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Tibetan Buddhism

Form of Buddhism practiced in Tibet and Bhutan / From Wikipedia, the free encyclopedia

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Tibetan Buddhism (also referred to as Indo-Tibetan Buddhism, Lamaism, Lamaistic Buddhism, Himalayan Buddhism, and Northern Buddhism) is the form of Buddhism practiced in Tibet and Bhutan, where it is the dominant religion. It is also in majority regions surrounding the Himalayan areas of India (such as Ladakh, Sikkim, Arunachal Pradesh, and a minority in Himachal Pradesh and Uttarakhand), in much of Central Asia, in the southern Siberian regions (such as Tuva), and in Mongolia.

Inside of a Tibetan Buddhist monastery

Tibetan Buddhism evolved as a form of Mahāyāna Buddhism stemming from the latest stages of Indian Buddhism (which included many Vajrayāna elements). It thus preserves many Indian Buddhist tantric practices of the post-Gupta early medieval period (500 to 1200 CE), along with numerous native Tibetan developments.[1][2] In the pre-modern era, Tibetan Buddhism spread outside of Tibet primarily due to the influence of the Mongol Yuan dynasty (1271–1368), founded by Kublai Khan, which had ruled China, Mongolia, and parts of Siberia. In the Modern era, Tibetan Buddhism has spread outside of Asia because of the efforts of the Tibetan diaspora (1959 onwards). As the Dalai Lama escaped to India, the Indian subcontinent is also known for its renaissance of Tibetan Buddhism monasteries, including the rebuilding of the three major monasteries of the Gelug tradition.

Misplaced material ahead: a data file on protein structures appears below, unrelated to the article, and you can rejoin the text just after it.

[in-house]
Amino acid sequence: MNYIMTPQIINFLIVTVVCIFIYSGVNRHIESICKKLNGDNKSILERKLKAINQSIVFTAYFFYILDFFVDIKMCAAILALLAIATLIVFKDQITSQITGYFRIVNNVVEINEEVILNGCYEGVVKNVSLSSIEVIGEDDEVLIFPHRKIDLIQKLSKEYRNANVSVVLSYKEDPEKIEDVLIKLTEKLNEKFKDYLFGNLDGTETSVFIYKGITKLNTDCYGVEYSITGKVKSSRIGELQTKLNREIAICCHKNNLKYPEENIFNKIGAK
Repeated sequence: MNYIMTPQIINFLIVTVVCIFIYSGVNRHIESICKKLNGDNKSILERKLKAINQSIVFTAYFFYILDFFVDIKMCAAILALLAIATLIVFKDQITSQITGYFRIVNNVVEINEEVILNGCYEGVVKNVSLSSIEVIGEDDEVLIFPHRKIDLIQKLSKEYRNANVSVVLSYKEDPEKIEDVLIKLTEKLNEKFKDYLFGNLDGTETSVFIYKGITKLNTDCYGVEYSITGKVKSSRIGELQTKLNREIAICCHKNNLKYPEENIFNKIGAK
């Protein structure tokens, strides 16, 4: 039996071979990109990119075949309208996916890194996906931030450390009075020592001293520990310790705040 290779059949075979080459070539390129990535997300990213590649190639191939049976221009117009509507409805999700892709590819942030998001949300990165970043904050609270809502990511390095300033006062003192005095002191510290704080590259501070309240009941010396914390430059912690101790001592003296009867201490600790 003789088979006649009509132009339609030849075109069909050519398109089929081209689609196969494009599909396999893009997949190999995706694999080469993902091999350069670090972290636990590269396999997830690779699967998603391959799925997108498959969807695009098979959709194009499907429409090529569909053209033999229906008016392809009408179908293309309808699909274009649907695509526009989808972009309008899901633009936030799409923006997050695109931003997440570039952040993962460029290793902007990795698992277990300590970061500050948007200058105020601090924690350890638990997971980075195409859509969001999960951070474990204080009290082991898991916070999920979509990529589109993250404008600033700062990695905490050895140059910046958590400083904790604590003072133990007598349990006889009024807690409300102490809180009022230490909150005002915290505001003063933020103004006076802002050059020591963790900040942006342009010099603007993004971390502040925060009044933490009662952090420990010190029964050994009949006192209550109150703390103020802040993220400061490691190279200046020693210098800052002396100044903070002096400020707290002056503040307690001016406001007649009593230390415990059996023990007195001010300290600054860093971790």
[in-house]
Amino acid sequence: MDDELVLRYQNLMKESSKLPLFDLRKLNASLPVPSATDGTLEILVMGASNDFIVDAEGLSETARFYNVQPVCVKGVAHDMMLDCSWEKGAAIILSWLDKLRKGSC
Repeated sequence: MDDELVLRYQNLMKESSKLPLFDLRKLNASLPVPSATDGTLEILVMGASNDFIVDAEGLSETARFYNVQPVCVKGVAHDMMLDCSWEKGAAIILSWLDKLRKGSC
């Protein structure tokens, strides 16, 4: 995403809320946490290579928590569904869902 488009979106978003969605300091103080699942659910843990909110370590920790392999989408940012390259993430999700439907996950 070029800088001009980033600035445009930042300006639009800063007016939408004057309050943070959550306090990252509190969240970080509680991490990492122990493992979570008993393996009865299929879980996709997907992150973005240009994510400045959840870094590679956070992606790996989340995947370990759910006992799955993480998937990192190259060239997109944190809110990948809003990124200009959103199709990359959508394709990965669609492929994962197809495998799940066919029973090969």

Apart from classical Mahāyāna Buddhist practices like the six perfections, Tibetan Buddhism also includes tantric practices, such as deity yoga and the Six Dharmas of Naropa, as well as methods that are seen as transcending tantra, like Dzogchen. Its main goal is Buddhahood.[3][4] The main language of scriptural study in this tradition is classical Tibetan.

Tibetan Buddhism has four major schools, namely Nyingma (8th century), Kagyu (11th century), Sakya (1073), and Gelug (1409). The Jonang is a smaller school that exists, and the Rimé movement (19th century), meaning "no sides",[5] is a more recent non-sectarian movement that attempts to preserve and understand all the different traditions. The predominant spiritual tradition in Tibet before the introduction of Buddhism was Bon, which has been strongly influenced by Tibetan Buddhism (particularly the Nyingma school).

While each of the four major schools is independent and has its own monastic institutions and leaders, they are closely related and intersect with common contact and dialogue.